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1.  Late Onset Anaphylaxis in a Hydatid Cyst Case Presenting with Chronic Urticaria 
Case Reports in Medicine  2013;2013:658393.
Hydatid cyst is still endemic in various regions of the world. It is the most frequent cause of liver cysts worldwide. Urticaria is sometimes the first manifestation of the disease. However anaphylactic reaction and urticaria have been very rarely reported in the literature. Traditionally, surgery has been the only accepted mode of treatment; however, percutaneous treatment has recently been proposed as an alternative. Cases of anaphylaxis have been reported after percutaneous drainage of hydatid cyst. However, anaphylaxis usually develops within a few hours. Herein, we describe the case of a patient who presented with hydatid cyst causing chronic urticaria and late anaphylactic reaction following percutaneous aspiration of a liver hydatid cyst. We emphasize that physicians should be aware of hydatid cyst as a possible etiology for seemingly chronic spontaneous urticaria, especially in endemic regions. Patients should be kept under observation for at least one day due to the risk of early and late anaphylaxis after percutaneous aspiration treatment.
PMCID: PMC3728550  PMID: 23956751
2.  Does drug compliance change in asthmatic patients during pregnancy? 
Pregnant women with asthma are recommended to maintain optimal therapeutic management during pregnancy. Uncontrolled, symptomatic asthma may increase the risk of adverse peri-natal outcomes; thus adequate regular anti-asthmatic treatment must be given to provide optimal asthma control during pregnancy. However, doubts about the safety of asthmatic drugs can affect pregnant asthmatic patients’ drug compliance. The aim of this study was to assess behavioral differences in drug compliance among pregnant asthmatic patients.
Thirty two asthmatic and 121 healthy pregnant women were enrolled in the study. Structured face-to-face interviews were conducted after delivery. The interviews included disease characteristics, drug compliance and patients’ own perspective for asthma status prior to and during pregnancy. In addition, medical and pregnancy history, pregnancy complications and outcomes, and newborn characteristics were recorded.
In our study group the rates of hospitalization, emergency room visits and systemic steroid use in the year before pregnancy were 13%, 46.9% and 18.8%, respectively. The rate of regular asthma medication use was only 32% at that period and increased to 44% during pregnancy. However, hospitalization, emergency room visits, systemic steroid usage rates remained unchanged and according to patients’ own evaluations, 44% of asthmatics pointed out that their asthma had worsened during pregnancy. No statistically significant difference was detected in terms of pregnancy/labour complication between asthmatic and non-asthmatics.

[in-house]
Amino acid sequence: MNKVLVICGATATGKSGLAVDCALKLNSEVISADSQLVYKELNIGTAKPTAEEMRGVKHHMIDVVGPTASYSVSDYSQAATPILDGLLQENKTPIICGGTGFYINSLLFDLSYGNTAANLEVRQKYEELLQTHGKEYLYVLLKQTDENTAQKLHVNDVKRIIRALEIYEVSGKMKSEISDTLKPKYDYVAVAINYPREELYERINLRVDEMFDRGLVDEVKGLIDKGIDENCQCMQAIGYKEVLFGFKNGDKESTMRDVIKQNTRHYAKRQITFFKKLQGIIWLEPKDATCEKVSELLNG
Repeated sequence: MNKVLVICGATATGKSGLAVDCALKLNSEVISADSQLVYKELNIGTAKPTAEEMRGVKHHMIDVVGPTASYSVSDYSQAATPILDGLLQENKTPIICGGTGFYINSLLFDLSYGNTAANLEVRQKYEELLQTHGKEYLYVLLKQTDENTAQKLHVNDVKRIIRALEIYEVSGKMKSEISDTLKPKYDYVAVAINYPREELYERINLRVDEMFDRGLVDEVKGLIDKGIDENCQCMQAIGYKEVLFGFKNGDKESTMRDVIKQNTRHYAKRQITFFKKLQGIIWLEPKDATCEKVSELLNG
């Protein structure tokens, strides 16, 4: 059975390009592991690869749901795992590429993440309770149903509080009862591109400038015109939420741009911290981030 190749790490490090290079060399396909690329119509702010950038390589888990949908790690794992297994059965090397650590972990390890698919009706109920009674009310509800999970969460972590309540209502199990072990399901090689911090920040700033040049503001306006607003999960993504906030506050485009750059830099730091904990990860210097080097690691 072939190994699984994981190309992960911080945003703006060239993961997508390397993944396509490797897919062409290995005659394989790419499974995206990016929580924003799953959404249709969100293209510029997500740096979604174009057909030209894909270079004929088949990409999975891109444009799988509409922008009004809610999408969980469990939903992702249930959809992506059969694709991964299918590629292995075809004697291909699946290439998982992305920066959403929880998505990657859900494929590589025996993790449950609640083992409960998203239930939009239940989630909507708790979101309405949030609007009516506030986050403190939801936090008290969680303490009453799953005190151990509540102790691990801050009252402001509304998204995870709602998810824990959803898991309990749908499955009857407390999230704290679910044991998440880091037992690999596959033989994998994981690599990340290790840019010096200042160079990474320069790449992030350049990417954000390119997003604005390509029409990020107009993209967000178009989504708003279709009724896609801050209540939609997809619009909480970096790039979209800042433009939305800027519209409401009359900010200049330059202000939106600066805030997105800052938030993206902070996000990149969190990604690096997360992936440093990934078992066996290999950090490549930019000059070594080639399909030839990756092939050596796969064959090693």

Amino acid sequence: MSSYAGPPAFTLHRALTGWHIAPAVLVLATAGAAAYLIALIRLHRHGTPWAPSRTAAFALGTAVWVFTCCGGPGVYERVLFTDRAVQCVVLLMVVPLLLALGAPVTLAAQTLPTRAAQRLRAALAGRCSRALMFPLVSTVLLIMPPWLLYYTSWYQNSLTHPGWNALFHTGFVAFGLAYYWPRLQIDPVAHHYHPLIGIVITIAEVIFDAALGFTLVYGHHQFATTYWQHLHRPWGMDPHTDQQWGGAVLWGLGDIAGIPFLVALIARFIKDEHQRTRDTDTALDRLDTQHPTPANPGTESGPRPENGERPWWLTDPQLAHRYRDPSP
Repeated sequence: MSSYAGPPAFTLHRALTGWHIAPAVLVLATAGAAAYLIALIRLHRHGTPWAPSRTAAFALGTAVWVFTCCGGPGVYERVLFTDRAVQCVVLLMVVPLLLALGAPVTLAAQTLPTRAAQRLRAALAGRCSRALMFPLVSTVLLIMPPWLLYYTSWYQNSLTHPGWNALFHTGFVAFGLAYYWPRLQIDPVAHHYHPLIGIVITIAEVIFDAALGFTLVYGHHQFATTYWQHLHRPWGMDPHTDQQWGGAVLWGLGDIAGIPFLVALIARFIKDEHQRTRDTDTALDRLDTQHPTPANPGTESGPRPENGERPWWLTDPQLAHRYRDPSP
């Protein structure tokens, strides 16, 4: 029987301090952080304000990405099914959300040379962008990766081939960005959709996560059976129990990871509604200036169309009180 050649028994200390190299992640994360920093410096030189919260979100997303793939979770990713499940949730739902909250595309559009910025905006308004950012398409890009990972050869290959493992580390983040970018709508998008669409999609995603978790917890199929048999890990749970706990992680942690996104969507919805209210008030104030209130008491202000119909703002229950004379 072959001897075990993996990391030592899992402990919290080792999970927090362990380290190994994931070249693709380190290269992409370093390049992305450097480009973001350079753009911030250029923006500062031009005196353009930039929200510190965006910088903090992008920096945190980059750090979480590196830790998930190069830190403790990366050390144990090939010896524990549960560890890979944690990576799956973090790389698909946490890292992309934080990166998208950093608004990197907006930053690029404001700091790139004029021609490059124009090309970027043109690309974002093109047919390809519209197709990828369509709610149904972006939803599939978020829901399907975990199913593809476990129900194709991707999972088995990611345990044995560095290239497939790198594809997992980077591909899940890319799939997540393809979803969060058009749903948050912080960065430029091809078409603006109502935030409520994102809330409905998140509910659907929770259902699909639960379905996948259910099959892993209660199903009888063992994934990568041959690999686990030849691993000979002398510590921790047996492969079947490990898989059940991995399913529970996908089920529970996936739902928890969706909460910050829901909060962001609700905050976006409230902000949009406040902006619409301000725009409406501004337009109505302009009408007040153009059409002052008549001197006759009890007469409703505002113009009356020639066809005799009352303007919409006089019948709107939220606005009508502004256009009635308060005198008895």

Contrary to some previous studies, in our study regular use of asthma drugs increased during pregnancy. The uncontrolled condition of their asthma before and during pregnancy and the idea that their asthma worsened during pregnancy might force the patients to use medication more regularly.
PMCID: PMC3683322  PMID: 23759108
Asthma; Drug compliance; Pregnancy; Uncontrolled asthma
3.  A case of uncontrolled asthma 
Allergy & Rhinology  2011;2(2):e58-e62.
A 48-year-old female patient with uncontrolled severe asthma was referred to our hospital for anti-IgE therapy. She was suffering with persistent wheezing and dyspnea after a severe asthma attack that had taken place 5 months previously. Her asthma had not been controlled with adequate asthma treatment, including budesonide at 320 μg + formoterol at 9 μg b.i.d. combination, montelukast at 10 mg/day, and oral steroids (30–40 mg/day of prednisolone), during this period. She was hospitalized for evaluation for anti-IgE therapy. Chest radiography revealed a left-sided hilar opacity. Fiberoptic bronchoscopy was performed and showed an endobronchial lesion obstructing the left lower bronchus lumen. Computed tomography also revealed a nodular lesion at the same location. The patient underwent left lower lobectomy and mediastinal lymph node dissection. Pathological examination concluded the diagnosis of typical carcinoid tumor. After surgery, her symptoms disappeared and she has had no recurrence. In conclusion, a diagnosis of severe asthma requires confirmation of asthma. Uncontrolled symptoms that linger despite aggressive therapy warrant evaluation to rule out other etiologies, such as a carcinoid tumor, before selecting new treatment options.
PMCID: PMC3390118  PMID: 22852119
Asthma; carcinoid tumor; intrabronchial tumor; pulmonary carcinoids; severe allergic asthma; typical carcinoid tumor; uncontrolled asthma

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